A nonlawyer’s name cannot be included in a firm name (see Comment (1) to ABA Model Rule 7.5), although it can be listed on firm letterhead if there is a clear indication of the person’s nonlawyer status. New York County Ethics Op. 682 (1990) goes so far as to suggest that a firm may include the name of a recent law school graduate on its letterhead if it notes that the graduate is not yet admitted to practice. Care must be taken to ensure that the designation of support staff, law clerks and law graduates pending admission is sufficiently clear to avoid misleading the public into believing that the named individuals are lawyers in the firm who are eligible to practice in the jurisdiction.
So, what’s in a name? The choice of a law firm name can be an important piece of a firm’s business development plan, chosen with deliberate care to ensure it conveys the desired impression. Care must also be taken to ensure that the firm name complies with the Rules of Professional Conduct. The rules allow wide latitude in selecting a firm name, provided that the name is not false or misleading in any respect.
1. RPC 1.0(d) defines a "firm" as lawyers practicing in "a law partnership, professional corporation, sole proprietorship or other association authorized to practice law; or lawyers employed in a private or public legal aid or public defender organization, a legal services organization or the legal department of a corporation or other public or private organization." A firm does not include an office sharer or a lawyer working for or with a firm on a limited basis.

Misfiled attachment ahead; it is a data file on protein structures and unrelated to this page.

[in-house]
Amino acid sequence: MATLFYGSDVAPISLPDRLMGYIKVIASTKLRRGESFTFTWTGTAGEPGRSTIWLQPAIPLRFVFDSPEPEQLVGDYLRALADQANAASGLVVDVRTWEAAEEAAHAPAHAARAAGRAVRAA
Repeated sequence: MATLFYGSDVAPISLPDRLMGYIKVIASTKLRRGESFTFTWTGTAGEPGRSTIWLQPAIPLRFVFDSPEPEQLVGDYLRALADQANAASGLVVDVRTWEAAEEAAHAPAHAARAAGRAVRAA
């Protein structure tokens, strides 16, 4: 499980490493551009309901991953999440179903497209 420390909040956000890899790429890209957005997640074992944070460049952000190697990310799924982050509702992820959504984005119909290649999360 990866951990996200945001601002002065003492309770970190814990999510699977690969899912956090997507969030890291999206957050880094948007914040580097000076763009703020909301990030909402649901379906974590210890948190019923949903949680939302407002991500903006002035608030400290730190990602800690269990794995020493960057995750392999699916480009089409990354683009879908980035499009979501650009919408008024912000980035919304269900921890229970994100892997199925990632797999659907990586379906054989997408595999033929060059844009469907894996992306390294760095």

2. See RPC 1.0(d): "…an office sharer or a lawyer working for or with a firm on a limited basis, is not a member of a firm absent indicia sufficient to establish a de facto law firm among the lawyers involved."
3. Paskowski v. DeBenedetto, 705 NYS2d 521 (NY Fam Ct 2000).
4. Philadelphia Ethics Op. 94-26 (1994).
5. Michel v. Bare, 230 FSupp2d 1147 (DNev 2002).
6. Mezrano v. Alabama State Bar, 434 So2d 732 (Ala 1983) (name misleading despite proximity to university).
7. In re Shepard, 459 NY2d 632 (AppDiv 1983) (misleading because suggests a public connection or tie to pro bono service).
8. Texas Ethics Op. 529 (1989).
9. The rule does not apply if the lawyer’s absence is for less than one year if it was contemplated that the lawyer would return to active practice in the firm within one year.
ABOUT THE AUTHOR
Sylvia Stevens is general counsel of the Oregon State Bar. She can be reached at (503) 620-0222 or (800) 452-8260, ext. 359, or by e-mail at firstname.lastname@example.org.
© 2006 Sylvia Stevens